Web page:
Use this URL to cite or link to this record in EThOS: http://ethos.bl.uk/OrderDetails.do?uin=uk.bl.ethos.559691
Title: The impact of the EU procurement rules on corporate responsibility in the supply chain : a study of utilities
Author: Aspey, Eleanor
Awarding Body: University of Nottingham
Current Institution: University of Nottingham
Date of Award: 2012
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Abstract:
Corporate social responsibility (CSR) refers to the voluntary integration of social and environmental concerns into business practice. It is of increasing importance to utilities, with commercial pressure to be socially responsible coming from, inter alia, consumers, investors and employees. One way in which utilities can integrate CSR into their business is in their procurement. However, the potential scope for the inclusion of CSR considerations in procurement regulated by the EU is uncertain, with some policies clearly restricted but the legality of others being less clear. This thesis examines the practical impact of the EU procurement regulation on the use of CSR policies in utilities procurement, focusing specifically on the inclusion of labour concerns. The project aims to discover practitioners’ opinions of the EU law in this area and their experience in applying it, looking at positive and negative aspects of the law. In order to do so, a qualitative study was completed, with semi-structured interviews conducted with a sample of procurement practitioners based in UK utilities. The study covers the level of use of labour policies in procurement, the types of labour policy commonly included and the means by which those policies are integrated into procurement, with emphasis on the impact of the EU regulation on each issue. The thesis concludes that the impact of the EU regulation was relatively low, with most practitioners feeling that the procurement rules did not generally restrict their inclusion of labour policies. Instead, practical concerns governed the choice of labour policy and the means by which those policies were integrated into procurement. The major exception to this was in the area of policies which favoured local labour or firms, where practitioners felt that the EU regulation was very restrictive and prevented them from achieving their commercial aims.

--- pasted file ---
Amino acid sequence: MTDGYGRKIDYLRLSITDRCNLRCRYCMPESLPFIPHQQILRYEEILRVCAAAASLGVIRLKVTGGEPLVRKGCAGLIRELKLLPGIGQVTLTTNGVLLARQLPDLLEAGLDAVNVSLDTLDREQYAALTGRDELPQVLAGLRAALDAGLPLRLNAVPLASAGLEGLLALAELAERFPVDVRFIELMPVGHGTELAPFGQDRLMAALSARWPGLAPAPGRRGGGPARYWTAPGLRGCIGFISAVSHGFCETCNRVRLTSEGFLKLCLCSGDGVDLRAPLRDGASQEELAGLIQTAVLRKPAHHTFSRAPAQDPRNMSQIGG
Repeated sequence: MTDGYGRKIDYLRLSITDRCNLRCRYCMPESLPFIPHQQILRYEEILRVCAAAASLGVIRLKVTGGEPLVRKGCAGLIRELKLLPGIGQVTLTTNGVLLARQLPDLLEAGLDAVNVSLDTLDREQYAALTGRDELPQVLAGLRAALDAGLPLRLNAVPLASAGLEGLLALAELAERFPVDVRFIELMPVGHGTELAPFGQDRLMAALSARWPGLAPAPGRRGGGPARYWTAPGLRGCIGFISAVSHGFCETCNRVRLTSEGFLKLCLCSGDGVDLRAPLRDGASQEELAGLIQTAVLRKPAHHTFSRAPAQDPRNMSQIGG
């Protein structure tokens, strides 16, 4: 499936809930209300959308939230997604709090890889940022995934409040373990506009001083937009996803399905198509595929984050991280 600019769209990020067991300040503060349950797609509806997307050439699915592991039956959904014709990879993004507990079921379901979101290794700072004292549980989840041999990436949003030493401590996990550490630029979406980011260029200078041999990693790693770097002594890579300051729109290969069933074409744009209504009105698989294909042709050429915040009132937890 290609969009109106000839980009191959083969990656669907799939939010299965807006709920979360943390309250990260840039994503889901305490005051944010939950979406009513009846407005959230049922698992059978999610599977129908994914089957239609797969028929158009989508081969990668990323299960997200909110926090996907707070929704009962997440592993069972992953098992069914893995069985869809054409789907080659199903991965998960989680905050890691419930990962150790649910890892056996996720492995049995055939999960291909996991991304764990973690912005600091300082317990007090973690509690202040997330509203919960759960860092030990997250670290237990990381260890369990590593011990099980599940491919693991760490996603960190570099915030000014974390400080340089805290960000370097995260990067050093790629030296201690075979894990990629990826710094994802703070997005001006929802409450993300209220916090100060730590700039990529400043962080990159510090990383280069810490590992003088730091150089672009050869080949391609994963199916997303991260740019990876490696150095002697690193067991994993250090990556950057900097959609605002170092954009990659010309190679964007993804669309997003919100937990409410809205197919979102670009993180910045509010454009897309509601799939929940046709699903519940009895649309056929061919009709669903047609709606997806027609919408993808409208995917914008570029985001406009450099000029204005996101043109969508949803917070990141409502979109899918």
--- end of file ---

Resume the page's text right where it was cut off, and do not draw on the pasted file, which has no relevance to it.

Supervisor: Not available Sponsor: Not available
Qualification Name: Thesis (Ph.D.) Qualification Level: Doctoral
EThOS ID: uk.bl.ethos.559691  DOI: Not available
Keywords: KJ Europe
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